How to send files using Teleport on Linux

Teleport is an app for Linux that lets you share files between the computers without the need to configure FTP, SSH, and so on.

Linux has come a long way when it comes to file sharing. A user no longer has to configure an SSH or set up an FTP server. They can now use a nifty app called Teleport. This tutorial will explain how to install Teleport and how to start sharing those files with it.

Installing Teleport

The first step to sending files is to install the Teleport application on your Linux PC. The developers have made this easier for Linux users. They have created a way to install Teleport on Ubuntu, Debian, Arch Linux, Snap, and Flatpak. To get started, press CTRL+ALT+T or CTRL+SHIFT+T to open the terminal window, then follow the instructions below that pertains to your Linux Operating System.

Ubuntu/Debian

Several dependencies will need to be installed on Ubuntu and Debian to build Teleport. For this, you will use the apt command as follows. (Please note that you may need to change apt to apt-get for Debian depending on your Debian version).

sudo apt install pkg-config libsoup2.4-dev libavahi-client3 libavahi-client-dev libgtk-3-dev meson

After the dependencies have been installed, you will use the git clone command to download the source code; then you will move the download to a new directory and install it. Follow the commands below:

git clone https://github.com/frac-tion/teleport.git

cd teleport

./configure

make -j$(nproc)

sudo make install
Arch Linux

For the Arch Linux operating system, the first step is to install the dependencies with the pacman command as follows:

sudo pacman -S git base-devel libsoup avahi gtk3 meson

Once the dependencies are installed, you will use the git clone command to download the source code, move the download to a new directory, and install it. It can be done following the commands below:

git clone https://github.com/frac-tion/teleport.git

cd teleport

./configure

make -j$(nproc)

sudo make install
Snap

For Snap, the Teleport application is in the Snap store. To install it, you will need to ensure that the Snap runtime is enabled and then you will use the snap install command in the terminal window as below:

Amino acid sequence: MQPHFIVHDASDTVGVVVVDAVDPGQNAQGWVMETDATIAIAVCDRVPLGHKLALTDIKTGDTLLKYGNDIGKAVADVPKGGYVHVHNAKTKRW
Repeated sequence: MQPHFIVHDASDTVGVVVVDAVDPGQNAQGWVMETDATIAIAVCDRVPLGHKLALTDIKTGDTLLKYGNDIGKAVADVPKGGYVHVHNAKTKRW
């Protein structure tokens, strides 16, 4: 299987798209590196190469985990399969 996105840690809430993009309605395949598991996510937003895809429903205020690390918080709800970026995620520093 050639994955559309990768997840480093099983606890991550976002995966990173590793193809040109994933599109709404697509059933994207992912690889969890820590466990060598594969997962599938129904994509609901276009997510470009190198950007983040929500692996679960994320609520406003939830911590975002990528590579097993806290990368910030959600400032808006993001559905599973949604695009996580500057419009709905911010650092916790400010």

sudo snap install --edge teleport
Flatpak

For Flatpak, you will need to make sure that you are running the latest Flatpak runtime, then you will enter the commands below in the terminal window to install Teleport.

flatpak remote-add --if-not-exists flathub https://flathub.org/repo/flathub.flatpakrepo

flatpak install flathub com.frac_tion.teleport

Sending Files with Teleport

Keep in mind that to share files, you will need to have Teleport on both computers that the files are being shared between and that are on the same network. Once Teleport is installed, start the app on both PCs.

Teleport Application

    1. Open the file manager on the remote PC from which you are sending the files. The files must be local, so you will need to copy everything to the PC if you are trying to transfer from a network drive.
    2. Teleport should automatically scan for the computer on the receiving end that is attached to the same network. Once the other device is found, it will show up in the devices list.
    3. On the PC that is receiving the files, click the menu button at the top right of the Teleport application window and set the default download locations. I recommend setting the location directory to “Downloads.”
    4. On the PC that you are sending the files from, go to the file manager and drag the items you would like to send to the PC on the list. Or you can click the “Send File” button. When the transfer is done, the files will be in the “Downloads” directory on the remote PC or the directory that you chose in step 3. Repeat this step as many times as you need.
Kirby
Hi, I am Kirby Puffenbarger. I am a long time user of Linux and love working with anything open-source. I enjoy my day job and as Engineer and then writing as a past time. When I am not working or writing, I can be found playing around on my Ubuntu driver or creating stuff with my 3D printer. I also enjoy spending time outdoors and reading.

LEAVE A REPLY

Please enter your comment!
Please enter your name here

STAY CONNECTED

24,438FansLike
181FollowersFollow

LATEST ARTICLES

RECENT COMMENTS

Test drive linux online
I have been using MX-Linux as the distro on...
Ubuntu 19.10 beta overview
It may be early, but I've been looking forward to the release of Ubuntu 19.10 for some time now. As an impatient person, and promised readers in the FOSSLinux article announcing the release of Eoan Ermine that we would provide you a review of Ubuntu 19.10 Eoan Ermine - Beta.  So, here it goes.
best video players for linux
Most Linux-based systems come with a built-in video player, but let's be honest, it most definitely won't be able to satisfy all of your requirements, due to the fact that default software is mostly made for basic purposes. In this article, we will review the 5 Best Video Players for Linux and thoroughly discuss their features as well as their pros and cons.